This piece was originally produced for the Perry World House Global Shifts Colloquium and made possible (in part) by a grant from Carnegie Corporation of New York to Perry World House at the University of Pennsylvania. The statements made and views expressed are solely the responsibility of the author(s).
2021 Global Shifts Colloquium Thought Pieces
Migrant workers contribute critically to the resilience of countries and sectors during times of crises. A key factor determining the resilience of systems is their flexibility, implying that in times of crisis, labor mobility becomes especially relevant. In all times, but particularly in times of uncertainty and crisis, flexibility and the ability of workers to safely move where they are needed is critical to the adjustment of the economy. Evidence from the European Union (EU) during the Great Recession suggests that migrant workers responded to changing labor shortages across EU states, occupations, and sectors more fluidly than native-born workers and this flexibility allowed them to contribute to stabilizing labor markets during and after the crisis.
Continue reading “Building Resilient Migration Systems”
AUTHOR: REBEKAH SMITH
This post was first published at the Center for Global Development.
OECD countries face a growing elderly population and a shrinking working-age population, while low-income countries have working-age populations that are growing faster than jobs can absorb them. Labor mobility offers a solution, connecting potential migrants (who need jobs) to potential employers (who need workers). The Connecting International Labor Markets working group convened around the question of how to make this happen, resulting in a proposal for a new organization: Labor Mobility Partnerships (LaMP).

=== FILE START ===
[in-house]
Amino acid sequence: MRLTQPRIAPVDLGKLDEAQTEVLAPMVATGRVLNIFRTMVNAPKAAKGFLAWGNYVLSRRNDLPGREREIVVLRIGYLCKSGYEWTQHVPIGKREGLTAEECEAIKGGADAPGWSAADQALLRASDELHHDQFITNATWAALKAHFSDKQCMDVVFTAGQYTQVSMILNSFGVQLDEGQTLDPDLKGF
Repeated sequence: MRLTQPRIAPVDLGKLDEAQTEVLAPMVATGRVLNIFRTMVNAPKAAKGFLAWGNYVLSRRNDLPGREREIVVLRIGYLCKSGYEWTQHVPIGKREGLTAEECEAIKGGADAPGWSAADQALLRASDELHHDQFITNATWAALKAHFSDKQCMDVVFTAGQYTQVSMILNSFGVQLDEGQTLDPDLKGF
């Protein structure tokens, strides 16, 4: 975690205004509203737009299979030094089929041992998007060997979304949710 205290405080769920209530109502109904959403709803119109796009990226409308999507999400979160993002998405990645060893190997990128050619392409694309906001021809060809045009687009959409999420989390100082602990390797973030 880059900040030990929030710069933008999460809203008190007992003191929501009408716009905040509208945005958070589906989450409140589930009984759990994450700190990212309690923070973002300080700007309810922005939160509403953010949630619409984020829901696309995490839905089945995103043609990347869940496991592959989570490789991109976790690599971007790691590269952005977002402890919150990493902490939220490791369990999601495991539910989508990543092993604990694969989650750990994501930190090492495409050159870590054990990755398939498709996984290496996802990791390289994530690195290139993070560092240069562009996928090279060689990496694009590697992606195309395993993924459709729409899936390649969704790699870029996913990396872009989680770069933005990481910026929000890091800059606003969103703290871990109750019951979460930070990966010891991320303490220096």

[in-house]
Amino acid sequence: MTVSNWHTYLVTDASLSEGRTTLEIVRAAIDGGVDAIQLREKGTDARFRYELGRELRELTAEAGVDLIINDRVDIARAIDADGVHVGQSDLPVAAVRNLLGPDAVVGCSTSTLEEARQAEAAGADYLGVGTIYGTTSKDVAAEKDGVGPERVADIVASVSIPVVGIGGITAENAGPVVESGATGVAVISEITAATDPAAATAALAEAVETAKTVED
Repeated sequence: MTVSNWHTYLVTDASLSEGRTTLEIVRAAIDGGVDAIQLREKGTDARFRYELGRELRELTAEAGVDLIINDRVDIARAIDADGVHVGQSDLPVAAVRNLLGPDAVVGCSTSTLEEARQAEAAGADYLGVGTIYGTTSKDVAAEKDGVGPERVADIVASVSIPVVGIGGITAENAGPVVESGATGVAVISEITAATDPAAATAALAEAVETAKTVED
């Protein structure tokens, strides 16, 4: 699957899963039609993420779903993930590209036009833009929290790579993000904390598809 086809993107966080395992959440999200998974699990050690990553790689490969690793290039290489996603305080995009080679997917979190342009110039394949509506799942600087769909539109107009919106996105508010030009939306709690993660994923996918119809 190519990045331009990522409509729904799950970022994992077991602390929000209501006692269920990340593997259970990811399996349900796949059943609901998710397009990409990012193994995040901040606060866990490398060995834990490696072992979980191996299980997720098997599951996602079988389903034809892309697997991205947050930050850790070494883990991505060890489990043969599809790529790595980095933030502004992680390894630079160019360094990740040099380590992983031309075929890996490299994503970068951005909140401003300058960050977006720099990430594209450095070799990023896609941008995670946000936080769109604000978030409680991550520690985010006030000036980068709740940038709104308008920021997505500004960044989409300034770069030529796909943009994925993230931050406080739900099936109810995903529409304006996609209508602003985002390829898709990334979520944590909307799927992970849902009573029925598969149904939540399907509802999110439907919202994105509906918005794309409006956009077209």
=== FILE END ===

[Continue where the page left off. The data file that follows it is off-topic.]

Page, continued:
Continue reading “Introducing a New Approach to Labor Mobility”
AUTHORS: HELEN DEMPSTER AND REBEKAH SMITH
This post was first published at the Center for Global Development
Worldwide, the health worker profession relies on migrants. But policy often restricts their movement. The COVID-19 outbreak has shown that, under crisis, many of these barriers are more malleable than policymakers make them out to be.
Continue reading “Migrant Health Workers Are on the COVID-19 Frontline. We Need More of Them.”
AUTHORS: REBEKAH SMITH AND RICHARD JOHNSON
Current migration systems encourage migrants to take on debt and service providers to behave poorly, undermining the development impact of labor mobility. We propose a Migrant Welfare Fund that partners with impact investors to pay service providers for outcomes in connecting migrants to jobs, creating a rights-respecting and self-financing system.
Continue reading “Introducing an Outcomes-Based Migrant Welfare Fund”
AUTHOR: LANT PRITCHETT
OECD countries are rapidly aging – their working age populations are shrinking, while their elderly populations are growing. This has significant fiscal and economic implications for these societies, yet thus far there has been no serious policy response. In this blog, Lant Pritchett explores these historically unprecedented and largely ignored trends.
Continue reading “The Future is Older”
Welcome to the Labor Mobility Partnerships (LaMP) blog! LaMP is a new organization currently incubating at the Center for Global Development. LaMP aims to be the first organization which actively works to increase rights-respecting labor mobility, creating opportunities for needed workers to fill jobs abroad while unlocking billions in income gains.
Continue reading “Welcome to the LaMP blog!”